Moss crabs form mutualistic relationships with the organisms they use to decorate their shells; the crabs gain protection in the form of camouflage, while the organisms used for decorating benefit from the water currents created by the crabs' movements. As scavengers, moss crabs also help to remove detritus from their environments. They may also serve as hosts to bacterial infections, barnacles, and other parasites. ("Loxorhynchus crispatus-Masking crab", 2013; Alvarez, et al., 2001; Jorge, 1985; Stevens and Merilaita, 2011)

Mutualist Species
Commensal/Parasitic Species

Economic Importance for Humans: Positive

There are no known economic benefits of moss crabs to humans, beyond their display in aquaria and use in various research projects. ("Loxorhynchus crispatus-Masking crab", 2013)

  • Positive Impacts
  • research and education

Economic Importance for Humans: Negative

There are no known adverse effects of this species on humans. ("Loxorhynchus crispatus-Masking crab", 2013)

Conservation Status

This species has no special conservation status. (IUCN, 2013)

Contributors

Alyssa Sanders (author), University of Michigan-Ann Arbor, Alison Gould (editor), University of Michigan-Ann Arbor, Jeremy Wright (editor), University of Michigan-Ann Arbor.

Glossary

Nearctic

living in the Nearctic biogeographic province, the northern part of the New World. This includes Greenland, the Canadian Arctic islands, and all of the North American as far south as the highlands of central Mexico.

World Map

bilateral symmetry

having body symmetry such that the animal can be divided in one plane into two mirror-image halves. Animals with bilateral symmetry have dorsal and ventral sides, as well as anterior and posterior ends. Synapomorphy of the Bilateria.

biodegradation

helps break down and decompose dead plants and/or animals

carnivore

an animal that mainly eats meat

chemical

uses smells or other chemicals to communicate

coastal

the nearshore aquatic habitats near a coast, or shoreline.

cryptic

having markings, coloration, shapes, or other features that cause an animal to be camouflaged in its natural environment; being difficult to see or otherwise detect.

detritivore

an animal that mainly eats decomposed plants and/or animals

detritus

particles of organic material from dead and decomposing organisms. Detritus is the result of the activity of decomposers (organisms that decompose organic material).

dominance hierarchies

ranking system or pecking order among members of a long-term social group, where dominance status affects access to resources or mates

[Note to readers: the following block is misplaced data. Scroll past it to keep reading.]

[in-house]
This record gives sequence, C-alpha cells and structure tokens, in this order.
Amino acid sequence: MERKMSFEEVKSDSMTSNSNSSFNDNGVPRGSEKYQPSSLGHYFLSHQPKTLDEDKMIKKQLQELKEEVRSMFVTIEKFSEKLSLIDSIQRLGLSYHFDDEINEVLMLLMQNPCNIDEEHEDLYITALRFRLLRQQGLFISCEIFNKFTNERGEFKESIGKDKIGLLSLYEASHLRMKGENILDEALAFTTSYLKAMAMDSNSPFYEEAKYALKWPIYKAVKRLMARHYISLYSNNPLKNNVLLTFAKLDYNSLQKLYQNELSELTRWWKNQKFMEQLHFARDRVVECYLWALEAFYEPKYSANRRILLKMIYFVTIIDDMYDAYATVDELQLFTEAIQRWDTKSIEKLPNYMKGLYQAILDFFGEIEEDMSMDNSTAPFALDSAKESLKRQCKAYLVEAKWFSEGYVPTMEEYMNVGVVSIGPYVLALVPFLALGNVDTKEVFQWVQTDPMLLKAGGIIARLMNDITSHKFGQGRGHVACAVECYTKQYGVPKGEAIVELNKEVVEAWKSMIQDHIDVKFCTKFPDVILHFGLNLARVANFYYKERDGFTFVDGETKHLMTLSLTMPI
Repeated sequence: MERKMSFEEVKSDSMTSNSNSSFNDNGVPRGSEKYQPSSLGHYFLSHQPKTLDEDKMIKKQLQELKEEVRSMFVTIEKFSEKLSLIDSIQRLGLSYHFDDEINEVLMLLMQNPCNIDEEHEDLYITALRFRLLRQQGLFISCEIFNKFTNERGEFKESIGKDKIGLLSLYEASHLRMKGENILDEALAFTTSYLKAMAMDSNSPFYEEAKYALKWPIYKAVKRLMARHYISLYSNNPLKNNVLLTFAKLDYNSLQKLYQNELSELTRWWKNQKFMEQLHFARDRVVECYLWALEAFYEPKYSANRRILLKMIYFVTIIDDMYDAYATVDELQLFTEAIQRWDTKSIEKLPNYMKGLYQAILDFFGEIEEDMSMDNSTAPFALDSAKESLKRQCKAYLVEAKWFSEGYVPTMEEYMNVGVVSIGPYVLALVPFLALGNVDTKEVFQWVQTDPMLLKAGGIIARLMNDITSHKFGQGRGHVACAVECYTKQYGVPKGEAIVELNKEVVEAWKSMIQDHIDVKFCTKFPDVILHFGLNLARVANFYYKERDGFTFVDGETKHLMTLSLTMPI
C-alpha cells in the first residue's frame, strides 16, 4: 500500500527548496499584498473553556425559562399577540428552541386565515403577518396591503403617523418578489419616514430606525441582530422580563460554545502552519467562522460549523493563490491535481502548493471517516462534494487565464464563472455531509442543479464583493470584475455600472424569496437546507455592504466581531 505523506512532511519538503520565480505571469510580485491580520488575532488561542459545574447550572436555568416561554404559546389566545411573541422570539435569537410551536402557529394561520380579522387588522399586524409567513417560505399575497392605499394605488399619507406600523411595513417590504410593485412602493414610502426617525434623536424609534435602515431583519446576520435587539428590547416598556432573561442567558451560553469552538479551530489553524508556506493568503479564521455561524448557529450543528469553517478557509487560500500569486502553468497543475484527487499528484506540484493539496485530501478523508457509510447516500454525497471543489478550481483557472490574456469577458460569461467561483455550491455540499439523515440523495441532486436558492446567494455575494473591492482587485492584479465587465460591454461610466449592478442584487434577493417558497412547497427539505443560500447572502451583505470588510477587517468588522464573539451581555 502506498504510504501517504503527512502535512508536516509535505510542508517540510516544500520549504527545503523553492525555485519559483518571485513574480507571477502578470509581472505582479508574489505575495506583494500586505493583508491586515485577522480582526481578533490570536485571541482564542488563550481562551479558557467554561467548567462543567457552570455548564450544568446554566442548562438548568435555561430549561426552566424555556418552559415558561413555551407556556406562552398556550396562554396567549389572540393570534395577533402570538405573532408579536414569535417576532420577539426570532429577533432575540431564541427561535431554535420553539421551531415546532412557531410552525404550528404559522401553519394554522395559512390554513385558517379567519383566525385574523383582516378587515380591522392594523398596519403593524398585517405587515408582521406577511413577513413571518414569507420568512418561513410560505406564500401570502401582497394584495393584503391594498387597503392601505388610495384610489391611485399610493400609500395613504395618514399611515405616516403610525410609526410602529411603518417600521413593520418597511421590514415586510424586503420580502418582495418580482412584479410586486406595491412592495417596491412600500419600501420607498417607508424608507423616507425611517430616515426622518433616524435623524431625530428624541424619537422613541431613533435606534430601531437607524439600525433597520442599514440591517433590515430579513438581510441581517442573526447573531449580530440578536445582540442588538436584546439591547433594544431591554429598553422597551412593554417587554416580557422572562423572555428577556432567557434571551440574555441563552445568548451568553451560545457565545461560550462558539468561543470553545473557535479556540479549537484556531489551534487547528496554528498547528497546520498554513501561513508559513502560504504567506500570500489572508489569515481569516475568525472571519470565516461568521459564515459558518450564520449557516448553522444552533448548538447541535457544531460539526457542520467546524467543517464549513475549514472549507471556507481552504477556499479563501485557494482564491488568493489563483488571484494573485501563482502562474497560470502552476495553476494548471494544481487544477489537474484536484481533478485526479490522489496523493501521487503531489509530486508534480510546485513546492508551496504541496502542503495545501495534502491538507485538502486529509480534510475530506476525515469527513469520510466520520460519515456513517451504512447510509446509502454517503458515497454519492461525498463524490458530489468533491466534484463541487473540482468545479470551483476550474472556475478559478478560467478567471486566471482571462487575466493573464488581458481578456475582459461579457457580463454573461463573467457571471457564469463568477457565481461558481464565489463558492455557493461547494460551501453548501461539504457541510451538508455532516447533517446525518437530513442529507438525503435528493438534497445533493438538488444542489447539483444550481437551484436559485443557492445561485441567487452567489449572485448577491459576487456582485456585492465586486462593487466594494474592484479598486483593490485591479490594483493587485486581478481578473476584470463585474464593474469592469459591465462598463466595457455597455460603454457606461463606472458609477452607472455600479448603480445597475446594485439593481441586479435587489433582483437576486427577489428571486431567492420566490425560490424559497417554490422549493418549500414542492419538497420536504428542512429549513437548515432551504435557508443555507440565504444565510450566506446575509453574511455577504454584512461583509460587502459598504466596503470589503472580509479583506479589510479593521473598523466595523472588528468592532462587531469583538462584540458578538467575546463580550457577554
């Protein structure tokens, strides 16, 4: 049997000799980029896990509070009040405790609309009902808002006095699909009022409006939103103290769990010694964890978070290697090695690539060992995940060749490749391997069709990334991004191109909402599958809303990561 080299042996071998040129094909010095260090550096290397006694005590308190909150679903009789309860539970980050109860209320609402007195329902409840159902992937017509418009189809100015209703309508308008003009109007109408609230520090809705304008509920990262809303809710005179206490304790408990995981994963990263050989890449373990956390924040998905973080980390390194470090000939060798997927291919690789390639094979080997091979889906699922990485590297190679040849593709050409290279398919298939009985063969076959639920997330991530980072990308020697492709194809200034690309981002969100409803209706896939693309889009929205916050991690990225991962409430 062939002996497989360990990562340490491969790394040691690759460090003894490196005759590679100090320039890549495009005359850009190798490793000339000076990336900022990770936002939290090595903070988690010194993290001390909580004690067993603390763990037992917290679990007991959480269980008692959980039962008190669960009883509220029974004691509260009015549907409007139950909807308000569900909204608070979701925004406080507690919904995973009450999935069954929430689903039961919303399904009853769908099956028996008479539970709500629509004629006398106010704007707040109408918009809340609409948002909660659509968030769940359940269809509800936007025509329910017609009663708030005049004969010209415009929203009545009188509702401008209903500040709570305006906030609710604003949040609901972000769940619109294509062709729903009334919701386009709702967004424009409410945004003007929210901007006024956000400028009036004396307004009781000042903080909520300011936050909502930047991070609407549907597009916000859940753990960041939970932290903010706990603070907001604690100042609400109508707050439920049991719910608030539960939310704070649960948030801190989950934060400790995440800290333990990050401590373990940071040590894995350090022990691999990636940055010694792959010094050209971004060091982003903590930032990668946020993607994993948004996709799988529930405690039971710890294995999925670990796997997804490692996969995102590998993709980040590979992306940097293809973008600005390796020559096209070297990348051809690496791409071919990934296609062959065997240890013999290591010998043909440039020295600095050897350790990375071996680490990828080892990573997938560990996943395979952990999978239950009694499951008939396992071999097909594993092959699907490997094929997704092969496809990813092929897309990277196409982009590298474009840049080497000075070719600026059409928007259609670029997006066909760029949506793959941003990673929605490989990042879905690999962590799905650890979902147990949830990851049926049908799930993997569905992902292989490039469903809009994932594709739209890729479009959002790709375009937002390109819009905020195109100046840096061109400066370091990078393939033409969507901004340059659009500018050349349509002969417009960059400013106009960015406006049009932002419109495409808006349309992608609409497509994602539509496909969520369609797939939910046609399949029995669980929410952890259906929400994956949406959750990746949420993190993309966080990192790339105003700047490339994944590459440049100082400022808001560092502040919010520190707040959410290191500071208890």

ectothermic

animals which must use heat acquired from the environment and behavioral adaptations to regulate body temperature

female parental care

parental care is carried out by females

fertilization

union of egg and spermatozoan

herbivore

An animal that eats mainly plants or parts of plants.

internal fertilization

fertilization takes place within the female's body

iteroparous

offspring are produced in more than one group (litters, clutches, etc.) and across multiple seasons (or other periods hospitable to reproduction). Iteroparous animals must, by definition, survive over multiple seasons (or periodic condition changes).

macroalgae

seaweed. Algae that are large and photosynthetic.

metamorphosis

A large change in the shape or structure of an animal that happens as the animal grows. In insects, "incomplete metamorphosis" is when young animals are similar to adults and change gradually into the adult form, and "complete metamorphosis" is when there is a profound change between larval and adult forms. Butterflies have complete metamorphosis, grasshoppers have incomplete metamorphosis.

molluscivore

eats mollusks, members of Phylum Mollusca

motile

having the capacity to move from one place to another.

mycophage

an animal that mainly eats fungus

native range

the area in which the animal is naturally found, the region in which it is endemic.

nocturnal

active during the night

omnivore

an animal that mainly eats all kinds of things, including plants and animals

oviparous

reproduction in which eggs are released by the female; development of offspring occurs outside the mother's body.

phytoplankton

photosynthetic or plant constituent of plankton; mainly unicellular algae. (Compare to zooplankton.)

planktivore

an animal that mainly eats plankton

polygynandrous